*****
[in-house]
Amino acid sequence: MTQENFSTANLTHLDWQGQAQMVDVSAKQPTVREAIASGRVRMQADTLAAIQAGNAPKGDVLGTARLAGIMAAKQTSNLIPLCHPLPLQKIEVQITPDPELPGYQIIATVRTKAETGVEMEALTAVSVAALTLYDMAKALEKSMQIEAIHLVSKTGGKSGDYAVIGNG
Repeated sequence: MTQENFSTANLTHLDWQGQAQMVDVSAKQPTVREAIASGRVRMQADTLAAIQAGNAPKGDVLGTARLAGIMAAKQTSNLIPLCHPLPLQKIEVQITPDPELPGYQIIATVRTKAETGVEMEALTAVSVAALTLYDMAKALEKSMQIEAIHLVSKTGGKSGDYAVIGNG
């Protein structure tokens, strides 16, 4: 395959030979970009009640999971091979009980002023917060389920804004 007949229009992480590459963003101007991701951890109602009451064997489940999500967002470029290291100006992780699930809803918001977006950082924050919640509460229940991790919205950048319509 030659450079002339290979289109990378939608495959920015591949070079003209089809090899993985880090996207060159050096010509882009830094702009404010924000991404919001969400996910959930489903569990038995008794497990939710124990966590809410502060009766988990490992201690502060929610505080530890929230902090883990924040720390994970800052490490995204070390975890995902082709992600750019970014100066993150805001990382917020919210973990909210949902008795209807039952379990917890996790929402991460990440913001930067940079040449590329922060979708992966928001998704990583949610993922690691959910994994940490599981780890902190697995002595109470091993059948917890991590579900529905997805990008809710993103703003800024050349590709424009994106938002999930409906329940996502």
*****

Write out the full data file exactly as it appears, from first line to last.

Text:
[in-house]
Amino acid sequence: MTQENFSTANLTHLDWQGQAQMVDVSAKQPTVREAIASGRVRMQADTLAAIQAGNAPKGDVLGTARLAGIMAAKQTSNLIPLCHPLPLQKIEVQITPDPELPGYQIIATVRTKAETGVEMEALTAVSVAALTLYDMAKALEKSMQIEAIHLVSKTGGKSGDYAVIGNG
Repeated sequence: MTQENFSTANLTHLDWQGQAQMVDVSAKQPTVREAIASGRVRMQADTLAAIQAGNAPKGDVLGTARLAGIMAAKQTSNLIPLCHPLPLQKIEVQITPDPELPGYQIIATVRTKAETGVEMEALTAVSVAALTLYDMAKALEKSMQIEAIHLVSKTGGKSGDYAVIGNG
């Protein structure tokens, strides 16, 4: 395959030979970009009640999971091979009980002023917060389920804004 007949229009992480590459963003101007991701951890109602009451064997489940999500967002470029290291100006992780699930809803918001977006950082924050919640509460229940991790919205950048319509 030659450079002339290979289109990378939608495959920015591949070079003209089809090899993985880090996207060159050096010509882009830094702009404010924000991404919001969400996910959930489903569990038995008794497990939710124990966590809410502060009766988990490992201690502060929610505080530890929230902090883990924040720390994970800052490490995204070390975890995902082709992600750019970014100066993150805001990382917020919210973990909210949902008795209807039952379990917890996790929402991460990440913001930067940079040449590329922060979708992966928001998704990583949610993922690691959910994994940490599981780890902190697995002595109470091993059948917890991590579900529905997805990008809710993103703003800024050349590709424009994106938002999930409906329940996502």